Menon's second career began with his appointment as India's first high commissioner to England, in 1947. This was the first time that an Indian had held such a prestigious and high ranking political seat. From 1953 to 1962 he headed the Indian delegation to the annual sessions of the United Nations, where his outspoken advocacy of India's position and his strong ideological commitments made friends of some nations and alienated others.
During these years Menon represented Nehru at many international conferences. From late 1956 until his resignation in November 1962, following the India-China War, Menon was minister of defense. In 1957 and 1962 he was elected to the Lok Sabha, India's Parliament, as a Congress party candidate from North Bombay.
Menon's major achievements came perhaps in his success as a negotiator and conciliator of conflicting international interests, notably at the time of the Korean armistice and at the Geneva Conference on Indochina in 1954. He has also been credited with contributing to the Suez resolution and the organization and implementation of the United Nation's Emergency Force. His greatest failure was his inability to understand the nature of India's relations with China, a failure he shared with Nehru. The India-China War of 1962 shattered many Indian hopes and misconceptions, a fact which Menon viewed after the events more with regret than with anger.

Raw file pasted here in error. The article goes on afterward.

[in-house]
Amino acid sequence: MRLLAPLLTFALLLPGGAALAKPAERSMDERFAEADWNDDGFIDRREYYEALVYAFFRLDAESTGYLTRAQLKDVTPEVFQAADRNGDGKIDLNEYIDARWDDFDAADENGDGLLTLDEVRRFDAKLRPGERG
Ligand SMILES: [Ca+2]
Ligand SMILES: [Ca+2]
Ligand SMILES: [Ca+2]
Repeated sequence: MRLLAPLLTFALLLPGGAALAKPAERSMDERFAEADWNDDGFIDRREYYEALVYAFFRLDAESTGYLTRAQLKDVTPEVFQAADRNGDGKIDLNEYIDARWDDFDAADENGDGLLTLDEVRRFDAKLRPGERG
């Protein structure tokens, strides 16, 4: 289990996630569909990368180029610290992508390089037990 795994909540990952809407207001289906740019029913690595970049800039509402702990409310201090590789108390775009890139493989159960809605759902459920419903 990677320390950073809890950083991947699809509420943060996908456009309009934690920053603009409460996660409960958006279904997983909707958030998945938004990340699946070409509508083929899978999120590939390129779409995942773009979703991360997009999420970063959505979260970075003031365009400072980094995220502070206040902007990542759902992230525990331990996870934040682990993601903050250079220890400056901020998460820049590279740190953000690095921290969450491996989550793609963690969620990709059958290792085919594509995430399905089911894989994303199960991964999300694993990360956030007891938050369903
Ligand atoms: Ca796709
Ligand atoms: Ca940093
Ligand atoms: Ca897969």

Virtually all of Menon's thoughts and actions on foreign policy were infused by a deep and pervasive distrust of the United States, which he saw as the primary agent of imperialism, racism, and capitalist exploitation in the modern world. These views were an outgrowth of Menon's political philosophy and his emotional reaction to India's colonial experience. For these reasons he also deeply hated Pakistan. He held that Pakistan was created by British imperialism and supported by United States imperialism and, as a theocratic Moslem state, was a historical threat to a secular India. Pakistan's collusion with China simply strengthened his distrust. His uncompromising position on Kashmir derived from his view of Pakistan and a fear that Kashmir might be the first step in Pakistan's effort to recontrol the sub-continent.